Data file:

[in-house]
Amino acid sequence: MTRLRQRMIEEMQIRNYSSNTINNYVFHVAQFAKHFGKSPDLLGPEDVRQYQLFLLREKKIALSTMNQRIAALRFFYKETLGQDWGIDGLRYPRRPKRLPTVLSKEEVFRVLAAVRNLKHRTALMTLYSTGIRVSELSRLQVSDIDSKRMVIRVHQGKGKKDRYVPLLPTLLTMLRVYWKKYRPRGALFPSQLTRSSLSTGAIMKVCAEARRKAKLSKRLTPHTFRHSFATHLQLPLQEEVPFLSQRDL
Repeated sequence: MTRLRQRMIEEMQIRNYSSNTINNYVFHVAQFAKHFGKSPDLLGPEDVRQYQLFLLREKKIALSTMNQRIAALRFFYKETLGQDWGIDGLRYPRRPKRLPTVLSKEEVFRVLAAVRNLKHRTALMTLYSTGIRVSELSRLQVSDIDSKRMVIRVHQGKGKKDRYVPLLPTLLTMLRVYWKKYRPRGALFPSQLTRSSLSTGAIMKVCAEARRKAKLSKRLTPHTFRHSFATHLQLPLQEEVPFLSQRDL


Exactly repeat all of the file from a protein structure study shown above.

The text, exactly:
[in-house]
Amino acid sequence: MTRLRQRMIEEMQIRNYSSNTINNYVFHVAQFAKHFGKSPDLLGPEDVRQYQLFLLREKKIALSTMNQRIAALRFFYKETLGQDWGIDGLRYPRRPKRLPTVLSKEEVFRVLAAVRNLKHRTALMTLYSTGIRVSELSRLQVSDIDSKRMVIRVHQGKGKKDRYVPLLPTLLTMLRVYWKKYRPRGALFPSQLTRSSLSTGAIMKVCAEARRKAKLSKRLTPHTFRHSFATHLQLPLQEEVPFLSQRDL
Repeated sequence: MTRLRQRMIEEMQIRNYSSNTINNYVFHVAQFAKHFGKSPDLLGPEDVRQYQLFLLREKKIALSTMNQRIAALRFFYKETLGQDWGIDGLRYPRRPKRLPTVLSKEEVFRVLAAVRNLKHRTALMTLYSTGIRVSELSRLQVSDIDSKRMVIRVHQGKGKKDRYVPLLPTLLTMLRVYWKKYRPRGALFPSQLTRSSLSTGAIMKVCAEARRKAKLSKRLTPHTFRHSFATHLQLPLQEEVPFLSQRDL